TV review: Witnesses, Channel 4
- Brian Donaldson
- 16 July 2015
Another fine example of Eurocrime drama, which invites comparisons to The Killing
It’s a well-worn cliché that those cool French folk do things with a little more sophistication than the rest of us. Episode one of Witnesses is doing literally nothing to destroy that stereotype: even their freshly dug-up corpses look painfully stylish. Somewhere spectacular in the north of France, a maniac (or more likely, several maniacs) are exhuming freshly buried bodies and placing them in new show homes to make them look like a perfect family (albeit a totally dead one).
This disturbing tableau is completed with the discovery of a framed photograph of Paul Maisonneuve (Thierry Lhermitte), the retired cop who was responsible for having around 230 nasty crims put away over the course of his illustrious career. That’s a lot of motives to sift through. But Maisonneuve himself appears to be in possession of a whole cupboard-full of rattling skeletons with chief investigating officer Sandra Winckler (Marie Dompnier) seeking to pick the bones out of his secrets in order to make headway in the case.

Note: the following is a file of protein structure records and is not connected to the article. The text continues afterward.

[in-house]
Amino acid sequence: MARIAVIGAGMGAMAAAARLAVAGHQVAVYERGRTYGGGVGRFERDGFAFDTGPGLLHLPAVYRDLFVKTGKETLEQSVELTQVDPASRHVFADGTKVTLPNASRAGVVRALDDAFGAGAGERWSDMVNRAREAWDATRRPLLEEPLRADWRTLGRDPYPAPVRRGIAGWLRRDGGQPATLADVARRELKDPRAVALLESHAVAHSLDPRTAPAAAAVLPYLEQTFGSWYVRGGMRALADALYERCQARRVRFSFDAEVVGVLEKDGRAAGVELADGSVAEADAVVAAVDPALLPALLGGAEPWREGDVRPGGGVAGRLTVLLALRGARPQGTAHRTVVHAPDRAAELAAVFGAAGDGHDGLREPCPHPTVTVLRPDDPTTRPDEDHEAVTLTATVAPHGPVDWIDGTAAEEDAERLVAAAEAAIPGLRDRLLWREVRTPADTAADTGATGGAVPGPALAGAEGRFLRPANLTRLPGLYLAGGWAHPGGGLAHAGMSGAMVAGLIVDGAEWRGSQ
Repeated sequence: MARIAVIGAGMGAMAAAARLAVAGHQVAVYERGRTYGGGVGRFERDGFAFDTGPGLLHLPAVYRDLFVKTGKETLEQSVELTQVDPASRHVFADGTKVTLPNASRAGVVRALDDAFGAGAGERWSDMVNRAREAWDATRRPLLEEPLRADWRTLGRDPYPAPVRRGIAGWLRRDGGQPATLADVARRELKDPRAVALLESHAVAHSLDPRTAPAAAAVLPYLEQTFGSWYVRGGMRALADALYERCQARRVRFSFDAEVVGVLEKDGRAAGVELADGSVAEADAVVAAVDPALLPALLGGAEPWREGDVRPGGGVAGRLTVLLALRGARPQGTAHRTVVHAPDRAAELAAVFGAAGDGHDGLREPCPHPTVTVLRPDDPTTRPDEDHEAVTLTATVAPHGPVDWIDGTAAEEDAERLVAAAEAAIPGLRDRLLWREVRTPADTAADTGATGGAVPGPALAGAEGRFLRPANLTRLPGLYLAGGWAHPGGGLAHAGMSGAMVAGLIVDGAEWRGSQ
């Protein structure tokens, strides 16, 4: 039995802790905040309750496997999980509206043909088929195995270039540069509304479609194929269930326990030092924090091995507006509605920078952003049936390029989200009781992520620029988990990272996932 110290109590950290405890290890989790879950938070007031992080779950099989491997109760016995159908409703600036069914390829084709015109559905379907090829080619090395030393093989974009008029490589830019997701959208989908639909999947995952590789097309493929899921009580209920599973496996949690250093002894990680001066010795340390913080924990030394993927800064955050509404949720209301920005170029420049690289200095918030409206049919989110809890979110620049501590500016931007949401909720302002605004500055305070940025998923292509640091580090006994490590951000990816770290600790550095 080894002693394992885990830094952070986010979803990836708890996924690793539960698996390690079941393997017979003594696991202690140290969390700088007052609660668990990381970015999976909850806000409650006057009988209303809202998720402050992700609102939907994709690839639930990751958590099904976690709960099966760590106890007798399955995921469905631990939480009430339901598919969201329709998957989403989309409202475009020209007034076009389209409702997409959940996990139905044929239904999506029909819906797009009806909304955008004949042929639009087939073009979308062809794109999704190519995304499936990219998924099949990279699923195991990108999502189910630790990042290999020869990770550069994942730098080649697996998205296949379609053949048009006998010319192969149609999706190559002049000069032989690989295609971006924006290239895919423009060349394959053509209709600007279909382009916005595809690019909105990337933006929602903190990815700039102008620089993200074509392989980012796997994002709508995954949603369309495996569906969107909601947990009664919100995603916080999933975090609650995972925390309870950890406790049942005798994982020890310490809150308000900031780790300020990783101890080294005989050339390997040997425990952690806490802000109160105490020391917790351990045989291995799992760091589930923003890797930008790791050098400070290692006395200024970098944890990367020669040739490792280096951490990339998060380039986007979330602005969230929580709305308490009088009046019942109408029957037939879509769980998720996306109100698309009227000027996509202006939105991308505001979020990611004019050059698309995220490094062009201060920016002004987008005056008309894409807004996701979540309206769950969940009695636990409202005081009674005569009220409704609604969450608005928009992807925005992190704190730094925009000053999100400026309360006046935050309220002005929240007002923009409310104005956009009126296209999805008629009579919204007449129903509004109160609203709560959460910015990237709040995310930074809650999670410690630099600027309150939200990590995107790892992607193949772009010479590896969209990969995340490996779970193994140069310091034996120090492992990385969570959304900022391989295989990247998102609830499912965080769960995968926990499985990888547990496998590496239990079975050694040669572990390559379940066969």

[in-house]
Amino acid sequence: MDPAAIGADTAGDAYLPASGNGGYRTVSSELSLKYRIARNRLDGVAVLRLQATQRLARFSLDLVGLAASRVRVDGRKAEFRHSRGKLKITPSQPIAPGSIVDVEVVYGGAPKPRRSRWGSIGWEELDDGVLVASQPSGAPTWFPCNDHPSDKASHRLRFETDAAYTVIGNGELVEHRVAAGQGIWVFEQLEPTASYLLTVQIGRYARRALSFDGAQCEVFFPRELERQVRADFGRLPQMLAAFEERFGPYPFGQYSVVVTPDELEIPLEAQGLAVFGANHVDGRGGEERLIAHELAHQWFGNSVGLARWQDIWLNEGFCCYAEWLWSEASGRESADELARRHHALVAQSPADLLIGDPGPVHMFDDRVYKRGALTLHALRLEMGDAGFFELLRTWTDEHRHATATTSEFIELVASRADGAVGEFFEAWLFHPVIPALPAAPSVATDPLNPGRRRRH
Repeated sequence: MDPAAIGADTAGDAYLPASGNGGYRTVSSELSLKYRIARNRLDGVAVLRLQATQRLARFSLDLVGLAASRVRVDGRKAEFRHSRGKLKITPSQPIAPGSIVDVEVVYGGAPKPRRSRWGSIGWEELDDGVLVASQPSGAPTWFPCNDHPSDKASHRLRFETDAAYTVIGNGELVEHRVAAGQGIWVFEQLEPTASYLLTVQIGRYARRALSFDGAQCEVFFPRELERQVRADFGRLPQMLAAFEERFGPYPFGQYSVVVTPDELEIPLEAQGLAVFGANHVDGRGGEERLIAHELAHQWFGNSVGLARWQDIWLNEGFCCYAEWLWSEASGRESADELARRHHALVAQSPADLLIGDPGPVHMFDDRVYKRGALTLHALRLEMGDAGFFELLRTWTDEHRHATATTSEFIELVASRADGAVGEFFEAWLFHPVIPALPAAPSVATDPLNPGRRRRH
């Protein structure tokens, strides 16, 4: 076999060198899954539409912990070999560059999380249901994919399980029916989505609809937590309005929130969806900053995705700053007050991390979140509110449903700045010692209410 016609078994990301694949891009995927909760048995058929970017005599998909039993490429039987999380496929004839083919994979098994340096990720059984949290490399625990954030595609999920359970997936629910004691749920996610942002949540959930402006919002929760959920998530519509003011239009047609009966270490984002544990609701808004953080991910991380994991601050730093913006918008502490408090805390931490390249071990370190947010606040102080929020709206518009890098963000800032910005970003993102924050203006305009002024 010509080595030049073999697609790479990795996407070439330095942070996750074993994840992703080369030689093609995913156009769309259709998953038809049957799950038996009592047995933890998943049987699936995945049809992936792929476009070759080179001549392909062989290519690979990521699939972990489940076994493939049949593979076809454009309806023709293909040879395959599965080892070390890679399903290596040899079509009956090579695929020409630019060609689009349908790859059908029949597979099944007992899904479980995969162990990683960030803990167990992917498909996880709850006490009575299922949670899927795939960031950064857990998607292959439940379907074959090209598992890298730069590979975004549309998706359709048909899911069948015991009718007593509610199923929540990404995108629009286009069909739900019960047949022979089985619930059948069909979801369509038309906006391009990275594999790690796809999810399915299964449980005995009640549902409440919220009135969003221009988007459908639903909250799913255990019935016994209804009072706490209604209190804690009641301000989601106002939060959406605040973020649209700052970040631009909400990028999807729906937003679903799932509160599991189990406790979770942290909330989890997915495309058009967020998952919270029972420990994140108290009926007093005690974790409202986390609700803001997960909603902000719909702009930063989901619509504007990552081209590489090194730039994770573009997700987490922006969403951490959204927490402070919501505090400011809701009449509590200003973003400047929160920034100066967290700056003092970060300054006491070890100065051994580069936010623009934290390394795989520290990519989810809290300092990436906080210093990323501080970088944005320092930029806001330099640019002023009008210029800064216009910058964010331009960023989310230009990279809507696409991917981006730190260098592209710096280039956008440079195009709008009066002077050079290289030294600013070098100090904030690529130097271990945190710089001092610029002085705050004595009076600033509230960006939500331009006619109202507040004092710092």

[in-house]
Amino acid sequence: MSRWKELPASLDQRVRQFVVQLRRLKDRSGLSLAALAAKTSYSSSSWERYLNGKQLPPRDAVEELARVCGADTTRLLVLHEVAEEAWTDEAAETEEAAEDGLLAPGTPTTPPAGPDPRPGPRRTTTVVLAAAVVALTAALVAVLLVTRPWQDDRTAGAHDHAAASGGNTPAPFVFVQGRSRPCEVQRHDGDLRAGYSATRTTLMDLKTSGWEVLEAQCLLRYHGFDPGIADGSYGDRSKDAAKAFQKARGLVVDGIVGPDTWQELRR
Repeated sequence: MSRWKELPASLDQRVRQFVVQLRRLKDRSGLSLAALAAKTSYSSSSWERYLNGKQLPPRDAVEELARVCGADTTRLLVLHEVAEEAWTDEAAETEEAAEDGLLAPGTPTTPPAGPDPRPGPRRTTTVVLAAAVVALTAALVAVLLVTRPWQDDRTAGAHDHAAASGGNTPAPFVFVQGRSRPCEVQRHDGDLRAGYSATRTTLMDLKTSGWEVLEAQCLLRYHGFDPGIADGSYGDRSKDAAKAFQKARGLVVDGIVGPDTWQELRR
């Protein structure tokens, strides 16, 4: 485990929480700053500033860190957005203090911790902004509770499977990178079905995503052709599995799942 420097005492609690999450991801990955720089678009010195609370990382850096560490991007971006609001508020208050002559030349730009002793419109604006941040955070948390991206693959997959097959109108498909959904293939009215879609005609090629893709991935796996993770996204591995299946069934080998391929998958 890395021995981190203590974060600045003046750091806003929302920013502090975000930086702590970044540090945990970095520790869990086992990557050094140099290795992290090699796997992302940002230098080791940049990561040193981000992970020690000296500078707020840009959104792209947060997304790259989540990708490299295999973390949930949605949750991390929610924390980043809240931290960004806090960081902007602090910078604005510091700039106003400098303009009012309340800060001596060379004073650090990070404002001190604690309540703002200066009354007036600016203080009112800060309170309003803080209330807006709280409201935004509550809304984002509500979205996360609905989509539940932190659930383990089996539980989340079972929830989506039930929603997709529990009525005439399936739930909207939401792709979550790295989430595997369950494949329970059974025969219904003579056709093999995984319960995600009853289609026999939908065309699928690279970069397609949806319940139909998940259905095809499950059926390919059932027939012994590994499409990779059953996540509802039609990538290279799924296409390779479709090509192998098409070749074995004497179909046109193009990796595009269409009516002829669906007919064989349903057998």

Any new tense and sleek European crime show with intermittent explosions of pulse-worrying excitement will have immediate comparisons to The Killing and The Bridge thrust upon it. Happily, Witnesses has plenty going for it to stand on its own two feet. It certainly has the potential benefit of being a lean six episodes long, fending off the kind of criticisms which The Killing had to endure for being overly-woolly in parts across its 20-episode opening season.
And all too inevitably, the character of Sandra Winckler will be set against The Killing’s Sarah Lund and The Bridge’s Saga Norén. She certainly shares Lund’s cold-eyed professionalism though she’s in touch enough with her own feelings to offer the occasional smile to people around her; and while it was clear that Saga was somewhere pretty far along the autistic spectrum, Winckler just really likes to have a tidy workspace.
Winckler, though, seems to be riding the internal storm of harbouring suspicions that her partner might be cheating on her by just getting on with doing an excellent job. How cool and sophisticated is that? Over six episodes, it’s unlikely that we’ll bear witness to the psychological problems inherent in burying such worries deep.
Witnesses starts on Channel 4, Wed 22 Jul, 10pm